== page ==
1porra femininecachiporra femininemacana feminine Latin America
1to cosh sb over the head — darle a algn con una porra en la cabeza
- The columnist coshed me on the back of the head and, while I was out, dumped me in the uncharted territory of his foreign policy mistakes.
- Sorry, it feels like somebody coshed me from behind.
- The men rushed into the shop, coshed the manager, and attacked Mr Chapman and another assistant.
- I always tend to choose chairs which allow me to see the whole room and that I feel uncomfortable standing on the street with my back exposed in case someone comes and coshes me.
- He yelled before he was coshed on the head, by a blunt object.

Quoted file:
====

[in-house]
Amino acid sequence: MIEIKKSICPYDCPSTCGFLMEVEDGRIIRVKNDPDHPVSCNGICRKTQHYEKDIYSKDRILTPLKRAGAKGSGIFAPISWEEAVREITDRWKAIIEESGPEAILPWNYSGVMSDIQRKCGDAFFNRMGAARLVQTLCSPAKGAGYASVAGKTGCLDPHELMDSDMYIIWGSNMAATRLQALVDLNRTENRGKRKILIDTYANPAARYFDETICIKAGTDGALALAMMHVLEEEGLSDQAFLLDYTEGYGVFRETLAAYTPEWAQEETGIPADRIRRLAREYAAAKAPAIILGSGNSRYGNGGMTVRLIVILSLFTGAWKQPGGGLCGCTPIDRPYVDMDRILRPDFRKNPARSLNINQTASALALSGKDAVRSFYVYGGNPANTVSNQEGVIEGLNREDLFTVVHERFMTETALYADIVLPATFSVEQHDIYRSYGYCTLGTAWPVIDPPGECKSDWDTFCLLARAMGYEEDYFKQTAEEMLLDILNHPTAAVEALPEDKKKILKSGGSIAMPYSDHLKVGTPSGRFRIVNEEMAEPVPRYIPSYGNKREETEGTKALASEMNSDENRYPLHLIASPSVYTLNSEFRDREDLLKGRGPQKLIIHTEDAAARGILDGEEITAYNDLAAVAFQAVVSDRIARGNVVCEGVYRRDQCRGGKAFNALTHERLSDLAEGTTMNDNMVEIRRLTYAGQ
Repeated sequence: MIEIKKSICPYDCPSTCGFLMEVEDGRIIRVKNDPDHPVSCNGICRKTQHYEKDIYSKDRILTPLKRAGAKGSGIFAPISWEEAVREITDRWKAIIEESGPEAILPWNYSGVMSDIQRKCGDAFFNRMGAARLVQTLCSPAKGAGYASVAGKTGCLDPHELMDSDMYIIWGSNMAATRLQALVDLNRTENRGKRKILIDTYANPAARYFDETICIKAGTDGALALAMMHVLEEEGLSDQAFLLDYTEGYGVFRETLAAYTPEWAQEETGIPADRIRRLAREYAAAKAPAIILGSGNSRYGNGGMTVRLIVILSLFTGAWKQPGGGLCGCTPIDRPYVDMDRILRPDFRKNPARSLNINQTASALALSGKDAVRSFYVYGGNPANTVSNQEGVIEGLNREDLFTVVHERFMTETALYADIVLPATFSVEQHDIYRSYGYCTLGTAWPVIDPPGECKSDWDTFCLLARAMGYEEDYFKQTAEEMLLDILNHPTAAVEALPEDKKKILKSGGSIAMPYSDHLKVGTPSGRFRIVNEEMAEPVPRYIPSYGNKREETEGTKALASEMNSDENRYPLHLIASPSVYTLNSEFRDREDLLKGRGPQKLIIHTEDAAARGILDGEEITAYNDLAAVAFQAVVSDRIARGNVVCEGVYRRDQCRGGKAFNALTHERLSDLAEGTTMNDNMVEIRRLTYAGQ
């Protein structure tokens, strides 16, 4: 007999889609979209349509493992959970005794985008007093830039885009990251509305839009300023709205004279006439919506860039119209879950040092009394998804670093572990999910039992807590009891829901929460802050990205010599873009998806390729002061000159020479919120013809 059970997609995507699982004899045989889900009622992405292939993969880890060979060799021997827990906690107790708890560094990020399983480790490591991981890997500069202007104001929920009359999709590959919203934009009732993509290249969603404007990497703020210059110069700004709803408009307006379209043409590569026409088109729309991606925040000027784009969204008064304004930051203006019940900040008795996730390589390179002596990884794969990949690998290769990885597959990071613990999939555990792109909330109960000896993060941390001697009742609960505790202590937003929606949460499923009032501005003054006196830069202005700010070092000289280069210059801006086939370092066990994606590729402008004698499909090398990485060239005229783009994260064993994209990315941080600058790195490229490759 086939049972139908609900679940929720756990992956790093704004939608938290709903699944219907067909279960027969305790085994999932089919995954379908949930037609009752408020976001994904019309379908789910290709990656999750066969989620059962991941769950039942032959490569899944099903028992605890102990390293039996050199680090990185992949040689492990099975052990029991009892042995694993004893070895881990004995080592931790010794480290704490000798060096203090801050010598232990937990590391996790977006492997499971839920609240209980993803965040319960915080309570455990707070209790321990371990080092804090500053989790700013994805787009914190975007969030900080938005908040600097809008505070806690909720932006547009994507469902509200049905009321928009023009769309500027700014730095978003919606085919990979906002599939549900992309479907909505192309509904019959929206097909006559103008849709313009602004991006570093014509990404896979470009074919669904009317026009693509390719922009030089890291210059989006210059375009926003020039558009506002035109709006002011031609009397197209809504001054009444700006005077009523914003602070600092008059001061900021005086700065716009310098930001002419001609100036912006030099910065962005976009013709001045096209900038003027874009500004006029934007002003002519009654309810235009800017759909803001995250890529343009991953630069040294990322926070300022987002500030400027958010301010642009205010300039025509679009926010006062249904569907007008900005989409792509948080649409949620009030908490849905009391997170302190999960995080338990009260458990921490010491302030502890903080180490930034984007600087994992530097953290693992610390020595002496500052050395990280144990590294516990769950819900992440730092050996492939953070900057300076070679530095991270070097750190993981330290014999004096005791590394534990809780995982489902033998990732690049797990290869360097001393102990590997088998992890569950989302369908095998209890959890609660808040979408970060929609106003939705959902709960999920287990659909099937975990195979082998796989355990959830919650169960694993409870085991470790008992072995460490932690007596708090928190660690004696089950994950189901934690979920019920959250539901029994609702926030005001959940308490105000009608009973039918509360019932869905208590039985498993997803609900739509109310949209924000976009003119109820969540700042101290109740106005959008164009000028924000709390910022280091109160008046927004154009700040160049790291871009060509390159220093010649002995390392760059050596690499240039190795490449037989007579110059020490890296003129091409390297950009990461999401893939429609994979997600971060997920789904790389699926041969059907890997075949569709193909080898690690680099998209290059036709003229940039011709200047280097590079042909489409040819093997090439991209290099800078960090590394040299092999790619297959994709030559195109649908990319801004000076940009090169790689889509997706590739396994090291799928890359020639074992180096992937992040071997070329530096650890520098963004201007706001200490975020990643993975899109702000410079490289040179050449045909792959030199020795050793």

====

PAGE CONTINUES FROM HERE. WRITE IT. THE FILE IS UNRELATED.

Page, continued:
- Fourteen years after this was made, the idea of robberies from trains, and indeed coshing drivers - coolly omitted from the professor's sophistical account of what harm his thieves have really done - lost a smidgen of its innocence.
- Each member brought a particular skill to the gang, which successfully robbed the night mail train to London, causing serious head injuries when they coshed the train driver, who never fully recovered.
- If D coshes V and he dies, D would be liable for murder as he intended to cause grievous bodily harm.
- He was coshed over the head by two balaclava clad men who made off with the money.
- They threatened to cosh him if he refused to hand over the phone.
- A conspiratorial hush proceeds to cosh the masses, precipitating a muffled ripple of applause as the Mayor and his entourage take to the stand.
- Detectives in Accrington today renewed their appeal for information about a robbery in which a shopkeeper was believed to be coshed with a gun.